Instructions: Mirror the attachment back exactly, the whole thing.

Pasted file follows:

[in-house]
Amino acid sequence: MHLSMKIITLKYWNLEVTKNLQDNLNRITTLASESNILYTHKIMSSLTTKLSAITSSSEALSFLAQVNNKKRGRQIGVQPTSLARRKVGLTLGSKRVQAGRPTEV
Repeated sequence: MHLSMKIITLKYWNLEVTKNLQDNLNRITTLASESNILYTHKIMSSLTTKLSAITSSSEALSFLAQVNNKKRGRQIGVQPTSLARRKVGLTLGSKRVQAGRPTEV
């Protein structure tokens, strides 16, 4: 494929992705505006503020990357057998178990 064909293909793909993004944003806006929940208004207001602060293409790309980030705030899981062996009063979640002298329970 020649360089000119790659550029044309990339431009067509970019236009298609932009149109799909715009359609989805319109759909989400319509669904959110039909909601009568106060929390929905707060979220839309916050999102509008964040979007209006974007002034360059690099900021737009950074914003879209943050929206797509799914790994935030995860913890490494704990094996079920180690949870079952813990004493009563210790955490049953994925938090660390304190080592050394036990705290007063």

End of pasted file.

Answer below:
[in-house]
Amino acid sequence: MHLSMKIITLKYWNLEVTKNLQDNLNRITTLASESNILYTHKIMSSLTTKLSAITSSSEALSFLAQVNNKKRGRQIGVQPTSLARRKVGLTLGSKRVQAGRPTEV
Repeated sequence: MHLSMKIITLKYWNLEVTKNLQDNLNRITTLASESNILYTHKIMSSLTTKLSAITSSSEALSFLAQVNNKKRGRQIGVQPTSLARRKVGLTLGSKRVQAGRPTEV
């Protein structure tokens, strides 16, 4: 494929992705505006503020990357057998178990 064909293909793909993004944003806006929940208004207001602060293409790309980030705030899981062996009063979640002298329970 020649360089000119790659550029044309990339431009067509970019236009298609932009149109799909715009359609989805319109759909989400319509669904959110039909909601009568106060929390929905707060979220839309916050999102509008964040979007209006974007002034360059690099900021737009950074914003879209943050929206797509799914790994935030995860913890490494704990094996079920180690949870079952813990004493009563210790955490049953994925938090660390304190080592050394036990705290007063």